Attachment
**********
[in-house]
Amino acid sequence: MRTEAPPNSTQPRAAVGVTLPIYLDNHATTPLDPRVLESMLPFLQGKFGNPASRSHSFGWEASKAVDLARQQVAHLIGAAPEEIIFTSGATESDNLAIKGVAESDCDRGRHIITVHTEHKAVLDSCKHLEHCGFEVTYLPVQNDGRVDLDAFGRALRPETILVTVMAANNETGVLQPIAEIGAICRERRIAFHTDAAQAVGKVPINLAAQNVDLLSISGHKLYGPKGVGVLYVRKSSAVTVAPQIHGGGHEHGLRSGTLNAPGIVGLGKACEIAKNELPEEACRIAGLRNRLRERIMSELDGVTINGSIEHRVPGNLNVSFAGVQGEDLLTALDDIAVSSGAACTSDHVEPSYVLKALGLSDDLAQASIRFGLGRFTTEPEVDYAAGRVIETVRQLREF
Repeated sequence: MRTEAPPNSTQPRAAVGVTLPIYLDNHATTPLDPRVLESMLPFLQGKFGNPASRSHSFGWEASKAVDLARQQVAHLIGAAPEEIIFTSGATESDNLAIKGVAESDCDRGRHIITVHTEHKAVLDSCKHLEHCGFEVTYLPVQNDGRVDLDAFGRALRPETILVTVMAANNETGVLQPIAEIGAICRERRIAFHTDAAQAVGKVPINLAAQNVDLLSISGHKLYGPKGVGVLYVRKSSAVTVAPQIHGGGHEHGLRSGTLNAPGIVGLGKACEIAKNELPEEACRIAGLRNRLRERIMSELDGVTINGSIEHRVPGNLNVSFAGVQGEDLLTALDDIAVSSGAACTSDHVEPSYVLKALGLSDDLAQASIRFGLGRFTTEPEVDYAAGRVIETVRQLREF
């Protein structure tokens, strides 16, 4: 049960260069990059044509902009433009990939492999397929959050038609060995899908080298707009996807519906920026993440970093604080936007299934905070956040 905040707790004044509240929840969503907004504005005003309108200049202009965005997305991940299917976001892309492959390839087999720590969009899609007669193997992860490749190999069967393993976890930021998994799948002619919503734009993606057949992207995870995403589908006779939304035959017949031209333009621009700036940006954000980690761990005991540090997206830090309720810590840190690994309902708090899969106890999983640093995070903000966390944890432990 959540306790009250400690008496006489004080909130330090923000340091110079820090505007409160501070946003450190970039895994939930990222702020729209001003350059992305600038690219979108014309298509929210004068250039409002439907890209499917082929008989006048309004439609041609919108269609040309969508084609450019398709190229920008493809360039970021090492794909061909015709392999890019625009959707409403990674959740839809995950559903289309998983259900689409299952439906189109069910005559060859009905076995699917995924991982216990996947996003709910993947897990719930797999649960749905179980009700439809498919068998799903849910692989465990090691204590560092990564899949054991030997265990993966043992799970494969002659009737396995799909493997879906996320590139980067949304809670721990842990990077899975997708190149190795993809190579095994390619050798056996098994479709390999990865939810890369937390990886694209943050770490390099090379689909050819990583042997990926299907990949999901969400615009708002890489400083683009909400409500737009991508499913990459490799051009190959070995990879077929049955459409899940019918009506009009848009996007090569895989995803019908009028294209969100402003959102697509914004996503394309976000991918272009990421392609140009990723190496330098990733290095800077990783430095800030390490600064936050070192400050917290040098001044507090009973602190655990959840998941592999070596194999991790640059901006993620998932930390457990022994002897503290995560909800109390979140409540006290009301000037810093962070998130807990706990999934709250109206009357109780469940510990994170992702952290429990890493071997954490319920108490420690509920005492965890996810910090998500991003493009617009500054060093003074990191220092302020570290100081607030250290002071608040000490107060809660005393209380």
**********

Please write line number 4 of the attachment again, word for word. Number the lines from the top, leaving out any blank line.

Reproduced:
């Protein structure tokens, strides 16, 4: 049960260069990059044509902009433009990939492999397929959050038609060995899908080298707009996807519906920026993440970093604080936007299934905070956040 905040707790004044509240929840969503907004504005005003309108200049202009965005997305991940299917976001892309492959390839087999720590969009899609007669193997992860490749190999069967393993976890930021998994799948002619919503734009993606057949992207995870995403589908006779939304035959017949031209333009621009700036940006954000980690761990005991540090997206830090309720810590840190690994309902708090899969106890999983640093995070903000966390944890432990 959540306790009250400690008496006489004080909130330090923000340091110079820090505007409160501070946003450190970039895994939930990222702020729209001003350059992305600038690219979108014309298509929210004068250039409002439907890209499917082929008989006048309004439609041609919108269609040309969508084609450019398709190229920008493809360039970021090492794909061909015709392999890019625009959707409403990674959740839809995950559903289309998983259900689409299952439906189109069910005559060859009905076995699917995924991982216990996947996003709910993947897990719930797999649960749905179980009700439809498919068998799903849910692989465990090691204590560092990564899949054991030997265990993966043992799970494969002659009737396995799909493997879906996320590139980067949304809670721990842990990077899975997708190149190795993809190579095994390619050798056996098994479709390999990865939810890369937390990886694209943050770490390099090379689909050819990583042997990926299907990949999901969400615009708002890489400083683009909400409500737009991508499913990459490799051009190959070995990879077929049955459409899940019918009506009009848009996007090569895989995803019908009028294209969100402003959102697509914004996503394309976000991918272009990421392609140009990723190496330098990733290095800077990783430095800030390490600064936050070192400050917290040098001044507090009973602190655990959840998941592999070596194999991790640059901006993620998932930390457990022994002897503290995560909800109390979140409540006290009301000037810093962070998130807990706990999934709250109206009357109780469940510990994170992702952290429990890493071997954490319920108490420690509920005492965890996810910090998500991003493009617009500054060093003074990191220092302020570290100081607030250290002071608040000490107060809660005393209380």